iOS 8′s Fitness App: 5 Fast Facts You Need to Know

Published:10:18 am EDT, February 4, 2014| Updated:10:18 am EDT, February 4, 2014|
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Rumors of Apple's newest iOS8 development includes the release and design of a Healthbook app, which tracks users' motions, heart rate and blood pressure. The team of medical experts Apple has acquired in the past month also gives creedence to the idea that Apple's newest conquest will be mobile health (mHealth) technology. Here are five facts about the latest in the iOS8 development.


1. Apple Met With the FDA Late Last Year

FDA Meets with Apple, Apple and FDA meeting

Members of Apple and the FDA's mobile tech leaders met on December 13 to discuss health tech on wearable devices. (FDA)


Apple had their eyes set on mobile fitness application since last December when they met with the FDA to discuss mobile fitness applications. Apple leaders such as Jeff Williams, senior vice president of Operations and Bud Tribble, vice president of software technology at Apple, met with FDA members like Dr. Jeffrey Shuren, director of the Center for Devices and Radiological Health.

"We are so interested to see two of the most dominant companies in the tech space – Google and Apple – recently engaging FDA on mHealth [mobile health] issues," wrote Mark Mcandrew, a lawyer representing medical tech companies, in his blog.


2. Apple Hired Exec from Leading Health Tech Company

Apple healthbook, iWatch tech

Masimo Corp. is one of the world's leaders in mHealth, and Apple has hired their former Chief Medical Officer, Dr. Michael O'Reilly. (Masimo)

Apple picked up Dr. Michael O'Reilly, former Chief Medical Officer of Masimo Corporation, one of the world's leaders in medical equipment, which sparked the initial web reaction that Apple developers had wearable medical devices in mind for the much anticipated, though highly secret, iWatch.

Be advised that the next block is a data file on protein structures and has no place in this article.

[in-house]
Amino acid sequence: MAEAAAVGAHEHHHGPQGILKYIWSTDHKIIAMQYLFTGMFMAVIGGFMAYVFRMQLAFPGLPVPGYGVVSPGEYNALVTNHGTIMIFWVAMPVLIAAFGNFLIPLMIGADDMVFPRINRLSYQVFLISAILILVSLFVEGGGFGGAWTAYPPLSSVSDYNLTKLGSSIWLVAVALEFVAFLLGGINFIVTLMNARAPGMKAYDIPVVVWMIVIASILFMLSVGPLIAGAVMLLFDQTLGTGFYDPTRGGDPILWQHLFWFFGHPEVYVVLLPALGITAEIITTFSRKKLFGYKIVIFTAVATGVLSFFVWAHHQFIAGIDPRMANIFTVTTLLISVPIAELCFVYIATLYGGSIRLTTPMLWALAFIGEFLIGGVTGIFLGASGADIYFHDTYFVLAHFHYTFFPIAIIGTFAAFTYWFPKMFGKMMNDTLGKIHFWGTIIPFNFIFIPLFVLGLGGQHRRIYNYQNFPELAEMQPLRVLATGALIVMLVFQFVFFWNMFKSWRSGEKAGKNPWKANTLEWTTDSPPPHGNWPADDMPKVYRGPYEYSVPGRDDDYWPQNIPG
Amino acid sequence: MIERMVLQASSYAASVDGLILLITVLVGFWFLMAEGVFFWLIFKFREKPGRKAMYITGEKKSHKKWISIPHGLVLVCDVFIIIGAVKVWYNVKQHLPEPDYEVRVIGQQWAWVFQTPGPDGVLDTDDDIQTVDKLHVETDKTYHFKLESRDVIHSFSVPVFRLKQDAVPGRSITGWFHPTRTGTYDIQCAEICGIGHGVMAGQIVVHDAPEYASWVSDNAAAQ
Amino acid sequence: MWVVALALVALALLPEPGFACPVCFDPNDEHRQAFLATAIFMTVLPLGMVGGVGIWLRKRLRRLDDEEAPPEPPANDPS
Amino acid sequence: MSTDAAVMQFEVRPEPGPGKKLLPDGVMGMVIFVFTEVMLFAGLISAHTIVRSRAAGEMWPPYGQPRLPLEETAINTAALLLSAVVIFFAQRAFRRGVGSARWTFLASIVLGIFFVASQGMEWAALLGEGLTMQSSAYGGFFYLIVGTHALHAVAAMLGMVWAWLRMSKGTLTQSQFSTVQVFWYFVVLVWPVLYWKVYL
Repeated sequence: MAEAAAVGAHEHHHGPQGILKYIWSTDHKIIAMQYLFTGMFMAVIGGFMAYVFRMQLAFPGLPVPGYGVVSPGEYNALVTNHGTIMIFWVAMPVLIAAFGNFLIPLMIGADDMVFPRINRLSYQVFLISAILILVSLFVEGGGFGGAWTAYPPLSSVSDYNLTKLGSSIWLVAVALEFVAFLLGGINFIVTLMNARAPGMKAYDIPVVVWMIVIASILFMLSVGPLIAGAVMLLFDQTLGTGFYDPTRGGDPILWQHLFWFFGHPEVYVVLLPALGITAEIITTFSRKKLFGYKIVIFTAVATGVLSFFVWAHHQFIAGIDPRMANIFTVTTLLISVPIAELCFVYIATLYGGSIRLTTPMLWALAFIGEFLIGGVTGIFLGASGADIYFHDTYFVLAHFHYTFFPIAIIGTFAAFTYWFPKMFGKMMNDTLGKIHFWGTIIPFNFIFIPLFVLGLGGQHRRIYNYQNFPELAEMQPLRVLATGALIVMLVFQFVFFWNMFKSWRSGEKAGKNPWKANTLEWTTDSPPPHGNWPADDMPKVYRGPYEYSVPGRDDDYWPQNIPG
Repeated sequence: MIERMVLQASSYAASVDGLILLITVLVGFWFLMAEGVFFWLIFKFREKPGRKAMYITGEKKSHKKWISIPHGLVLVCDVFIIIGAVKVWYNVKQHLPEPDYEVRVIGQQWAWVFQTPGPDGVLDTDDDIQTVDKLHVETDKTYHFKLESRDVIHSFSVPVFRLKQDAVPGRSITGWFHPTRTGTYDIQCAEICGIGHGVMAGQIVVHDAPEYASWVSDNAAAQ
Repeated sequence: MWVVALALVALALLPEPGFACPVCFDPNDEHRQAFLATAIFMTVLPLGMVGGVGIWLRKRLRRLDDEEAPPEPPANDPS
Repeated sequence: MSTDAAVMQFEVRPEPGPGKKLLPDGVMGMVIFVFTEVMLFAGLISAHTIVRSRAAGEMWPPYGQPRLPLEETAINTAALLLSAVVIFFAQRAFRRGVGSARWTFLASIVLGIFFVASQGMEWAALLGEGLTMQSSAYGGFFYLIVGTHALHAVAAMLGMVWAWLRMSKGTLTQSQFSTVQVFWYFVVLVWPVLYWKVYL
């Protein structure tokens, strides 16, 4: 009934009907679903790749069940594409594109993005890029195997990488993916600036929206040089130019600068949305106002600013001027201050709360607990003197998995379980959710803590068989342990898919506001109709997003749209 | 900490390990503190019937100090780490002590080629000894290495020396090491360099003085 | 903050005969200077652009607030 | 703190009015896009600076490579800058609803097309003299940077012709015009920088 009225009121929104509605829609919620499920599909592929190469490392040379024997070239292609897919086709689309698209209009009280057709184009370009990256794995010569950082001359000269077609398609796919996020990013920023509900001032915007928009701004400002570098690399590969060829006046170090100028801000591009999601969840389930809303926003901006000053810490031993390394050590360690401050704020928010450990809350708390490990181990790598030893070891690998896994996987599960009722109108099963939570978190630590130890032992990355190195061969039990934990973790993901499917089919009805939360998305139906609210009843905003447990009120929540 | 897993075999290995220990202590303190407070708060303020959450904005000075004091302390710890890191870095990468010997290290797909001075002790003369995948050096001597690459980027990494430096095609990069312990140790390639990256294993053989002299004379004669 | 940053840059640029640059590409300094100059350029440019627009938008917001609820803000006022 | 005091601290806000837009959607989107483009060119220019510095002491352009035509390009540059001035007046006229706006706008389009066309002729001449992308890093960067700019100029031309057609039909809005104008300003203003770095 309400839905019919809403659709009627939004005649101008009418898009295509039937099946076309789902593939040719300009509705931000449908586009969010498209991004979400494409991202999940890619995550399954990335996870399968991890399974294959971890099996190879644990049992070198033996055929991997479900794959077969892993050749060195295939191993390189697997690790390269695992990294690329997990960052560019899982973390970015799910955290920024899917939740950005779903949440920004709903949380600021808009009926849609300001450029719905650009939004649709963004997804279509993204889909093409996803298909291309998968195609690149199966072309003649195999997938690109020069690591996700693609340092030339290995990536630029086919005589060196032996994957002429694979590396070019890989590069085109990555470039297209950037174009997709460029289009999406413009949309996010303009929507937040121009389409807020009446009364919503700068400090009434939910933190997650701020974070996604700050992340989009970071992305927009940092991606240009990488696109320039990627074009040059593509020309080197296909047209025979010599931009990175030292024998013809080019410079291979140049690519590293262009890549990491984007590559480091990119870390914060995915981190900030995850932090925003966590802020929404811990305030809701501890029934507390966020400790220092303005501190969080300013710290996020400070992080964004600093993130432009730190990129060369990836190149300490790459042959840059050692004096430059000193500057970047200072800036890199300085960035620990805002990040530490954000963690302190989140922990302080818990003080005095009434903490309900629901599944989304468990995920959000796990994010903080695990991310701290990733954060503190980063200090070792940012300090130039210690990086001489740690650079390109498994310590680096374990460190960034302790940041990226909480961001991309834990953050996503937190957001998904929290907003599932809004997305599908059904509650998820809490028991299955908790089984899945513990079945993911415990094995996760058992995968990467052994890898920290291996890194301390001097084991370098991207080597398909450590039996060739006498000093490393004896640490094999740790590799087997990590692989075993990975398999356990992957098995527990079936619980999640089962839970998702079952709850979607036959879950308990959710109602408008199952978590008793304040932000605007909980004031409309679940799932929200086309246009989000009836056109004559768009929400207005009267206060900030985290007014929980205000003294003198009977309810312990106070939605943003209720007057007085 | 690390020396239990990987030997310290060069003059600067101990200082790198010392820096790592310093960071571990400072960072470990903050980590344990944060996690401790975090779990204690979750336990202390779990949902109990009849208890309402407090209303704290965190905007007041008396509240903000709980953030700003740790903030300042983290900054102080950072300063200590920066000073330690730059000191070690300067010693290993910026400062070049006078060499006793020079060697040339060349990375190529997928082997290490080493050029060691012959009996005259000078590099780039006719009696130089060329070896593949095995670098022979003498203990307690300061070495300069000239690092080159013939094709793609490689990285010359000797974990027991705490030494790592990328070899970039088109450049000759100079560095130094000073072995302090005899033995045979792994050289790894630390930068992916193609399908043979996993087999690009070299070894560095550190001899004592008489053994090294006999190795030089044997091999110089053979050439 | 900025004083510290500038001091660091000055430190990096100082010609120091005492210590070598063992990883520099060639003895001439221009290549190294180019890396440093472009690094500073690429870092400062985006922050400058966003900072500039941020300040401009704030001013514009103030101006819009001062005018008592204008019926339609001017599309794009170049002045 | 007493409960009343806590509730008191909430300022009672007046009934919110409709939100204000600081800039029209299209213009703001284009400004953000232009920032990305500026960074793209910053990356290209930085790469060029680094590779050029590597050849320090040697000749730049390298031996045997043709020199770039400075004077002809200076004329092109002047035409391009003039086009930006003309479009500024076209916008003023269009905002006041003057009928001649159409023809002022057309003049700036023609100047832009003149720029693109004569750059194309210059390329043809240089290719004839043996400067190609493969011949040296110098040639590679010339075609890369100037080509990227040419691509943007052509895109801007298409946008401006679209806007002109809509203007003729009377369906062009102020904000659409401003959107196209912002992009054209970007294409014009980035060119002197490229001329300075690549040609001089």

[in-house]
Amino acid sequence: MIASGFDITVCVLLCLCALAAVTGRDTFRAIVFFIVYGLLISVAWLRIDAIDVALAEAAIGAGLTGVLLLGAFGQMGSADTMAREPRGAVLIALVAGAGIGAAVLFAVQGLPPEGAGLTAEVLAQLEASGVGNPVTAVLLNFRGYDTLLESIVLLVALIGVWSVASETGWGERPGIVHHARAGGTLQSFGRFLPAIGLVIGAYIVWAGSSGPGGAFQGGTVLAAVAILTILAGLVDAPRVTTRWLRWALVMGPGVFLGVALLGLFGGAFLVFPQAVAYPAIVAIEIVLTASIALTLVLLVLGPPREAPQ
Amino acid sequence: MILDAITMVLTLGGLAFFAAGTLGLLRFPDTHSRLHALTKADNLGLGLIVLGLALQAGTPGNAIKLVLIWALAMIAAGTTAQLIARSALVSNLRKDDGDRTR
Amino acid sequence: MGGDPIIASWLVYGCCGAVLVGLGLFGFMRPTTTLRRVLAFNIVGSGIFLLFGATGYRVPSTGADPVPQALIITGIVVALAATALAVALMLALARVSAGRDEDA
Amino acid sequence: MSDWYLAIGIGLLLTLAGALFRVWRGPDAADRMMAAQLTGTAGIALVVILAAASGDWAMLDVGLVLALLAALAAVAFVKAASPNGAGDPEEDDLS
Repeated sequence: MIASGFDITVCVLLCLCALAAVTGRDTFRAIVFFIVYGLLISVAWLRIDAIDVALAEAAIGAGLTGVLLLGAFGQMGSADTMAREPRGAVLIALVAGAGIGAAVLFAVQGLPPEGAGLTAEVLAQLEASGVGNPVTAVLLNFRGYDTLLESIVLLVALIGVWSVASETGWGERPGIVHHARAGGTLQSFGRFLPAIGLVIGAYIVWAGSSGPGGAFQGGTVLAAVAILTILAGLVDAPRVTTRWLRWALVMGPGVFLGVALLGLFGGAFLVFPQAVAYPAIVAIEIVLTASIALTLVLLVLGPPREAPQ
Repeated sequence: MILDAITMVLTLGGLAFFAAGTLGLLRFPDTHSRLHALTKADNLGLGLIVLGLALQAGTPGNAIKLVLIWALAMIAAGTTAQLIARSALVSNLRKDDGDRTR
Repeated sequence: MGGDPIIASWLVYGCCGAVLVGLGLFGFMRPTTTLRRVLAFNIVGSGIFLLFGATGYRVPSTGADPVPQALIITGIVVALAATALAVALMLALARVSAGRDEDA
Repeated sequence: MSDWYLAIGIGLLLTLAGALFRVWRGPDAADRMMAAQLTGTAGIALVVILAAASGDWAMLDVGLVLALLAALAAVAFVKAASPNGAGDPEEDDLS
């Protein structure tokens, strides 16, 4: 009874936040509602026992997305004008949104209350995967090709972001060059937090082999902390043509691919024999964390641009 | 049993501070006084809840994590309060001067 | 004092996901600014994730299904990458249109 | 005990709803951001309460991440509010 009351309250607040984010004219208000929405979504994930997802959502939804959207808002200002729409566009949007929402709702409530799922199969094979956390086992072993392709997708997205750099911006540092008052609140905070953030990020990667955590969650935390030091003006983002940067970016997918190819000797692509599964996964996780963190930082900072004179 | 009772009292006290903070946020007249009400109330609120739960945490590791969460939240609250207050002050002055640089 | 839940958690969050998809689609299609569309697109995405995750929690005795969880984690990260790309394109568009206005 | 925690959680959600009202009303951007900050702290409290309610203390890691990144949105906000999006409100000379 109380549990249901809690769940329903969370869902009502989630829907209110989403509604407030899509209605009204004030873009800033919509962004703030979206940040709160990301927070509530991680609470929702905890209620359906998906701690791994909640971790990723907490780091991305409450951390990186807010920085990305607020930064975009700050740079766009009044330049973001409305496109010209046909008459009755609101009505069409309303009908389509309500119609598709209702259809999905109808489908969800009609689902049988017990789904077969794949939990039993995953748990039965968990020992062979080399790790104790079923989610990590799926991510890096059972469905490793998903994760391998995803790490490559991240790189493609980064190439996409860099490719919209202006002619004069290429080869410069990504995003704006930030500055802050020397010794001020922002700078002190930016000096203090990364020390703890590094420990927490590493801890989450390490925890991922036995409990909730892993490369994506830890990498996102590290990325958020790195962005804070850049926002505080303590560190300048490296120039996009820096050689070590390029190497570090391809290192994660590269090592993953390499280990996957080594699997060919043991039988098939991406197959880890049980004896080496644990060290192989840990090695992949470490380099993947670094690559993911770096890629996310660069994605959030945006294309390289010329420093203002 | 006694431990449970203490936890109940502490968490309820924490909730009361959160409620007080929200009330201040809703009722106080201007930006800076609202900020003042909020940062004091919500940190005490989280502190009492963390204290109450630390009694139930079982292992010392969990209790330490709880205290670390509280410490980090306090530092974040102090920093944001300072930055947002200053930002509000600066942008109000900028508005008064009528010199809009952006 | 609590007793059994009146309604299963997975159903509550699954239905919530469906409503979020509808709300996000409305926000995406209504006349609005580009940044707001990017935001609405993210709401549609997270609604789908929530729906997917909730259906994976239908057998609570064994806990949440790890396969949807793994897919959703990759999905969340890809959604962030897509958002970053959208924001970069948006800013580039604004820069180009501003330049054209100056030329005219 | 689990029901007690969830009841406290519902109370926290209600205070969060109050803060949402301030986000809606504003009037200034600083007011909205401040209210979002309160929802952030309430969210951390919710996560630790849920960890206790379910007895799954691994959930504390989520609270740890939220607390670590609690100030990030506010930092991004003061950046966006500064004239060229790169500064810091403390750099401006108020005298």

O'Reilly's background in non-invasive vital checking systems would prove to be Apple's newest goal. However, the question remians what the newest Apple device will do that hasn't already been done by Fitbit or Nike, which have already used heart rate monitors in their products.

At Apple's unveiling of the iPhone5s, they mentioned the phone's M7 chip which is a motion processor that "gathers data from the accelerometer, gyroscope and compass," reported 9to5mac.com. "The M7 motion coprocessor continuously measures your motion data, even when the device is asleep, and saves battery life for pedometer or other fitness apps that use the accelerometer all day."


3. Healthbook Will Mimic Passbook

iWatch Concept from Todd Hamilton on Vimeo.

The interface for Healthbook is rumored to be similar to the current iOS Passbook app, which stores loyalty cards, tickets and coupons. "The new health and fitness application’s interface is a stack of cards that can be easily swiped between," reported 9to5mac.com.

Passbook's success is still being debated, primarily because it's use was limited and deemed a failure by many blogegrs, so it's questionable how Apple's design team will make Healthbook more functional and easy to use.


4. iWatch Might Rival Competitors in Wearable Tech

Fitbit's Digifit already takes users' heart rate and monitors distance and calories, which makes Apple fans wonder what the newest Healthbook will do different. (Getty)

Fitbit's Digifit already takes users' heart rate and monitors distance and calories, which makes Apple fans wonder what the newest Healthbook will do different. (Getty)

The mHealth field for health and fitness devices is not something new, and Firbit, Jawbone and Nike have all been using mobile for their devices for well over a few years. But Apple's Healthbook might be the first to be able to combine all of those into one device, rendering the competition useless for iWatch owners. However, it's unclear if the iPhone6 will be able to track as effectively as the iWatch.


5. Apple's Patent Tracks Vital Signs

iWatch, iphone6, iOS8

iOS8 is being rumored to release later this year, and the newewst in design may include a Healthbook app which rivals competitors like Fitbit and Nike. Above is artist Vilim Plužarić's illustration.

Apple filed a patent on December 24 last year which is "directed to an electronic device having an integrated sensor for detecting a user's cardiac activity and cardiac electrical signals," read the document. "The electronic device can include a heart sensor having several leads for detecting a user's cardiac signals."

The abstract of the patent also mentioned the construction of the vitals sensors and "to ensure that the pads are not visibly or haptically distinguishable on the device, thus improving the aesthetic qualities of the device," it said.

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